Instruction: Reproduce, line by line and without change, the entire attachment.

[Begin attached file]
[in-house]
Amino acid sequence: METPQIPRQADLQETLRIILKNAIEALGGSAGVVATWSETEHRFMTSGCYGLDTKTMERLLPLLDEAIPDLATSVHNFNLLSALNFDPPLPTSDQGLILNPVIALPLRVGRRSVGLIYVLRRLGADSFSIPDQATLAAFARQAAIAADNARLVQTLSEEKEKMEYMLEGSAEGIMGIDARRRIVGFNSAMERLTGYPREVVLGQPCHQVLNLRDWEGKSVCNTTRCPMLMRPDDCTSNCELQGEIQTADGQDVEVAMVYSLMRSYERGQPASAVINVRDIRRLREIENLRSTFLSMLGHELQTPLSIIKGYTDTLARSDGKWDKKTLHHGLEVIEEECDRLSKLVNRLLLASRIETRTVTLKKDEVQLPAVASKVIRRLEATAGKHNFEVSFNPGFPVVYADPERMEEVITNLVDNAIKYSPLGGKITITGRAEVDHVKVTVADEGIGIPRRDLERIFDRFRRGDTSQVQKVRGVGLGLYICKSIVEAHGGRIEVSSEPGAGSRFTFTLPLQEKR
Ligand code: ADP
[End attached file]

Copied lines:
[in-house]
Amino acid sequence: METPQIPRQADLQETLRIILKNAIEALGGSAGVVATWSETEHRFMTSGCYGLDTKTMERLLPLLDEAIPDLATSVHNFNLLSALNFDPPLPTSDQGLILNPVIALPLRVGRRSVGLIYVLRRLGADSFSIPDQATLAAFARQAAIAADNARLVQTLSEEKEKMEYMLEGSAEGIMGIDARRRIVGFNSAMERLTGYPREVVLGQPCHQVLNLRDWEGKSVCNTTRCPMLMRPDDCTSNCELQGEIQTADGQDVEVAMVYSLMRSYERGQPASAVINVRDIRRLREIENLRSTFLSMLGHELQTPLSIIKGYTDTLARSDGKWDKKTLHHGLEVIEEECDRLSKLVNRLLLASRIETRTVTLKKDEVQLPAVASKVIRRLEATAGKHNFEVSFNPGFPVVYADPERMEEVITNLVDNAIKYSPLGGKITITGRAEVDHVKVTVADEGIGIPRRDLERIFDRFRRGDTSQVQKVRGVGLGLYICKSIVEAHGGRIEVSSEPGAGSRFTFTLPLQEKR
Ligand code: ADP